This article originally appeared in Star Chronicle, a newsletter
published for the Children's Medical Center.
Caitlin Deneen was born a healthy baby girl. However, her parents questioned
her hearing when at 18 months her speech was not developing. She began speech
and language therapy, but continued concern prompted a hearing evaluation,
called a sedated ABR test. This specialized exam revealed what her parents had
feared - Caitlin was profoundly deaf in both ears.
Knowing that the early years of infancy are crucial to the development of
speech and language, the Deneens searched for an answer and found it at the
UMass Memorial Cochlear Implant Program. After careful review of Caitlin's case
by the cochlear implant board, she was approved for implantation.
Cochlear implants are designed to bring sound and speech information to
patients who have severe to profound hearing loss in both ears and who do not
benefit from conventional hearing aids. Children between the ages of 9 months
and 17 years are candidates for implantation.
Before implantation, a pediatric candidate undergoes a comprehensive
evaluation by the program team. This includes specialized hearing testing, CT
scans of the temporal bones, genetic testing, ophthalmologic, psychological and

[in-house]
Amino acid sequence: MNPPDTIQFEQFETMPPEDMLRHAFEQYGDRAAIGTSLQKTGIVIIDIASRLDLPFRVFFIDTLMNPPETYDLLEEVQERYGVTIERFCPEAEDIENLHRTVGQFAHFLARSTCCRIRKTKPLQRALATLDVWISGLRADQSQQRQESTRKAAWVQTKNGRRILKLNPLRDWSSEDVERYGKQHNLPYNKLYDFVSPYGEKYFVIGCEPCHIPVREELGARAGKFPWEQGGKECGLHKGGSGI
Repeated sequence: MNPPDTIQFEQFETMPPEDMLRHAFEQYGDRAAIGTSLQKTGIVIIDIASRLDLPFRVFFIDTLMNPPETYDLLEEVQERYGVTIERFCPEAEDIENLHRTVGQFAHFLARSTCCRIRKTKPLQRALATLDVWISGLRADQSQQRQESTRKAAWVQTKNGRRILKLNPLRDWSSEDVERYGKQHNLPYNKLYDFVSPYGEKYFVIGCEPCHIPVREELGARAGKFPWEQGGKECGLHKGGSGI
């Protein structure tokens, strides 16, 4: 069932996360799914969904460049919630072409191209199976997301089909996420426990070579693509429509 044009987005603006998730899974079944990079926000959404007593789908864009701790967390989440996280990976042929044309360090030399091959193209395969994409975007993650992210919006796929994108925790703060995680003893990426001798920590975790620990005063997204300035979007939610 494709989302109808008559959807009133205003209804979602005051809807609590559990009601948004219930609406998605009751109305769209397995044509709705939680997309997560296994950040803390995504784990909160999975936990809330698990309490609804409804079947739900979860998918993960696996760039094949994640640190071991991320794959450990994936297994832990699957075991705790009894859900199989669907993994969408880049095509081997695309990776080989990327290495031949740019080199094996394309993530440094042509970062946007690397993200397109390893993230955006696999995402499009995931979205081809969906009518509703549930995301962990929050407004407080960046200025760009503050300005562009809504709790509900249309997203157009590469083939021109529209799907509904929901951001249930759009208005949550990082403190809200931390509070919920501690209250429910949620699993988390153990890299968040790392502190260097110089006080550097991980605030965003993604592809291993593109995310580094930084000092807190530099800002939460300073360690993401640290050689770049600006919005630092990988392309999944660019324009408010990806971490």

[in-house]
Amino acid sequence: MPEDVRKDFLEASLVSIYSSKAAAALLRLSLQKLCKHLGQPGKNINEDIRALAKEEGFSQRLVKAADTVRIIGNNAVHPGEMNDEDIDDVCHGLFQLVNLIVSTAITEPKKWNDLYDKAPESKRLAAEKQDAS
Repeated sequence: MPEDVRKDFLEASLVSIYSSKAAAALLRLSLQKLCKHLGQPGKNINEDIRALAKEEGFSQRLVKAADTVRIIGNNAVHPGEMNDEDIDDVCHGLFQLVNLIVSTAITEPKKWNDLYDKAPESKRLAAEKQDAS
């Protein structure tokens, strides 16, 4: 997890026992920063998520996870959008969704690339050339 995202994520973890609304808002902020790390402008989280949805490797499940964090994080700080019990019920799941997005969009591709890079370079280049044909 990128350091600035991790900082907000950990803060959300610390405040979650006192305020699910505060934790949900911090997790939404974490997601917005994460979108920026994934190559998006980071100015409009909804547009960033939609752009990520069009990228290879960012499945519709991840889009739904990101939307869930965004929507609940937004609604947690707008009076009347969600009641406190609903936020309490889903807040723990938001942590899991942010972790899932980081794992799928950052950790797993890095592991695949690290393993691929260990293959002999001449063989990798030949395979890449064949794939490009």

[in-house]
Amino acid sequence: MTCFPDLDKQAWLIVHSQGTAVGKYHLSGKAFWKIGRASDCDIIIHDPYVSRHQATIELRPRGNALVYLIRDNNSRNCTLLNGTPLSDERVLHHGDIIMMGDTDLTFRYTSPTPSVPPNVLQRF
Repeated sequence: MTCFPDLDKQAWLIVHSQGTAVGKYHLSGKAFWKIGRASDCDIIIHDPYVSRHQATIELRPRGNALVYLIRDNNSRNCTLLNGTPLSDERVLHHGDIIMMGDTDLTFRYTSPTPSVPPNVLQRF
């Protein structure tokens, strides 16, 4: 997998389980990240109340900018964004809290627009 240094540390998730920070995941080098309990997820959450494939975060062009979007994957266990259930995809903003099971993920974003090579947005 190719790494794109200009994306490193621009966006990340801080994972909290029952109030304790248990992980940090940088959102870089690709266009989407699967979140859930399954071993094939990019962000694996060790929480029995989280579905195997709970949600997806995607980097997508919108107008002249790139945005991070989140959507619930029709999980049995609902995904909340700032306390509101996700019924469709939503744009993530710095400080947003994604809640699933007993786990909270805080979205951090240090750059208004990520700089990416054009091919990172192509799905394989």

medical evaluations, and counseling."
To get the most benefit from a cochlear implant, a pediatric patient needs a
strong support system, along with audiologic, speech and language services, and
an appropriate educational environment that emphasizes oral language skills. For
those who enter the public school system, we look to see a greater awareness and
emphasis on oral/auditory education teaching for hearing impaired students.
If a deaf infant undergoes cochlear implantation and receives the proper
speech, hearing and family support following surgery, there is greater than an
80 percent chance that the child can be mainstreamed into a regular classroom
setting, with the potential to develop normal oral speech and language skills.
The UMass Memorial team has safely performed implants on the youngest (eight
to nine month olds) deaf patients in New England.
Caitlin is one of many success stories. She recovered quickly from her
surgery, a two-hour outpatient procedure, and later, when the device was
activated, she experienced sound for the first time in her life. Now every day
is a new adventure as Caitlin discovers the world of sound. And to her parents'
delight, she responds to her name - the start of new life in a hearing world.